Apple says that they blocked Flash because Flash runs terribly on Mac OS. This is true. But recent events tells me that there is more to it than protecting iPhone and iPad users from the evils of the Flash player ….
“Apple Gives Adobe The Finger With Its New iPhone SDK Agreement”
This title (form a Techcrunch article) tells it all. You see, not only does Apple prevent Flash from running on iPhone and iPad, they are even blocking Flash-created programs that would then be ported to (translated into …) native iPhone-code based applications!! This is truly a poke in the teeth … from Apple to Adobe.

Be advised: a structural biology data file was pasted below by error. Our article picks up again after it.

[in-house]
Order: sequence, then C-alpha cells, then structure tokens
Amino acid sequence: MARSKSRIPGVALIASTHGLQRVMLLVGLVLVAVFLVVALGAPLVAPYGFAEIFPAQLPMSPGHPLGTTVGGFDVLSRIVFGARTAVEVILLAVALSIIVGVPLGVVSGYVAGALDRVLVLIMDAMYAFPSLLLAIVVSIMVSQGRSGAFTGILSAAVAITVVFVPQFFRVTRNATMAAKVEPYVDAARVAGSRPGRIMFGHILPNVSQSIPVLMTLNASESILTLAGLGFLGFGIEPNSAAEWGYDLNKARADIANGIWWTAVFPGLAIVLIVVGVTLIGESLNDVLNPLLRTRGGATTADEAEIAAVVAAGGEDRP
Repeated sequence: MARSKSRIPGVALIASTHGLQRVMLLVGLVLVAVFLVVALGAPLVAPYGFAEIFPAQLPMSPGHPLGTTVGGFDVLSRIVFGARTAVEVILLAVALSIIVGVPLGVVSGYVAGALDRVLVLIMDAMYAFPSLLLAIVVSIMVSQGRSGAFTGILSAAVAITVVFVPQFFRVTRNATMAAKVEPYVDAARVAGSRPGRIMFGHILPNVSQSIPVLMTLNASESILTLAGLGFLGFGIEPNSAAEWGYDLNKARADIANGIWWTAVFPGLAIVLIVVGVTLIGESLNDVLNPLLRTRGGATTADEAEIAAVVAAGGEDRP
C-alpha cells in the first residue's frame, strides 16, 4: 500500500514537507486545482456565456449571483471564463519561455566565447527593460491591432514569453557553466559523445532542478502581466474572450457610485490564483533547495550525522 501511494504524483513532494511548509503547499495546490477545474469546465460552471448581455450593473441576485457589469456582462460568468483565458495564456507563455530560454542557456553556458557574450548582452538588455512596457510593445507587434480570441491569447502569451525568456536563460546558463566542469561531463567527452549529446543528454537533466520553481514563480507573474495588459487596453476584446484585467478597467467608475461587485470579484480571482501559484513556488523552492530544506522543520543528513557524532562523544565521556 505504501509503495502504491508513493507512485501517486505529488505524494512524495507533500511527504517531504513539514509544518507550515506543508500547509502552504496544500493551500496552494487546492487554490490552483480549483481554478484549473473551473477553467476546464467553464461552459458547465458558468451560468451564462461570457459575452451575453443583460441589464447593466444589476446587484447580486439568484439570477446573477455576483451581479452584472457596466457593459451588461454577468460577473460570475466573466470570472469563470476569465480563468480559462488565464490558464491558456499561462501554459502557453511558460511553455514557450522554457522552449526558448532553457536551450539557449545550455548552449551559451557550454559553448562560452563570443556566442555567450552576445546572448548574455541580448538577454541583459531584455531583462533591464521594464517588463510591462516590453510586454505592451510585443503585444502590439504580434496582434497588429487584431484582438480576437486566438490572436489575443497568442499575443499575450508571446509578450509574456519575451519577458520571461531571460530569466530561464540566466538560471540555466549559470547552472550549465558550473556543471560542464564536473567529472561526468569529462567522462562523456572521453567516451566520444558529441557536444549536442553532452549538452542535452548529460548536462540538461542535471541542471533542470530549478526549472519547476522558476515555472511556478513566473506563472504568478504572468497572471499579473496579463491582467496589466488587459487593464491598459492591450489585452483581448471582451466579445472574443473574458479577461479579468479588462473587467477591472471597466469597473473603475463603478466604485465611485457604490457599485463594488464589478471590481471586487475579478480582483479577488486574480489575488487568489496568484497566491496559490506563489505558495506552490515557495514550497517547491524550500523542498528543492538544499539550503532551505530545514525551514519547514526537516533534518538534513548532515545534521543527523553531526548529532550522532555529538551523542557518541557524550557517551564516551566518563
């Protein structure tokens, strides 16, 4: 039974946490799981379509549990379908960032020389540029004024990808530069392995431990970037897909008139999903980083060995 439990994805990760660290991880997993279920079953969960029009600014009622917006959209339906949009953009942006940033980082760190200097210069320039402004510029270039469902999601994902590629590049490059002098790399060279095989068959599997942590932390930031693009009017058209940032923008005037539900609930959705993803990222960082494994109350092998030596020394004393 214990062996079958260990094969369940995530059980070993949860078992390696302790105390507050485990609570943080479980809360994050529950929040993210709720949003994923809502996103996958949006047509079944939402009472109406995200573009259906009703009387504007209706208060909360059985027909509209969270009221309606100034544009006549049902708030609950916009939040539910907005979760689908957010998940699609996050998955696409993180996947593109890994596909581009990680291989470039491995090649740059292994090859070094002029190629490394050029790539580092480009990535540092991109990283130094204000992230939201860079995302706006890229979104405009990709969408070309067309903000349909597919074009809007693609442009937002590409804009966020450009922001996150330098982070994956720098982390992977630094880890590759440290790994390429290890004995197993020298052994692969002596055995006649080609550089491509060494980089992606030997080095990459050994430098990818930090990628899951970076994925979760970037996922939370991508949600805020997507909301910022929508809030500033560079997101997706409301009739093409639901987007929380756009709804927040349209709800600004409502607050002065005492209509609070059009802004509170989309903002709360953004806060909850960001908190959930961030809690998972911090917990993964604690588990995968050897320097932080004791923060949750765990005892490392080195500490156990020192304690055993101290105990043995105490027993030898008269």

… Apple is blocking Flash with their new license agreement – basically, applications must be â€œoriginally writtenâ€ in C/C++/Objective-C:
I don’t normally swear on my blog … but WTF!?
Bottom line for web designers and developers:
We is screwed! Especially if you are Flash developer …
Ok, not really … but read on for details how to get around this mess.
Apple basically want’s to kill Flash … this is clear. They want to kill it because they want to replace it. This is nothing new for Apple, they nailed Adobe with Finalcut years ago … and Apple basically took over the video editing market … took it away from Adobe.
Apple just announced a new tool for creating HTML 5-based interactivity, I’m not sure of the details but it just ads more fuel to the fire. There’s going to be a battle and nerds will take sides; in the end though, everyone will loose.
So what should web designers do?
Code is code and good design and good design – continue to work on your basics: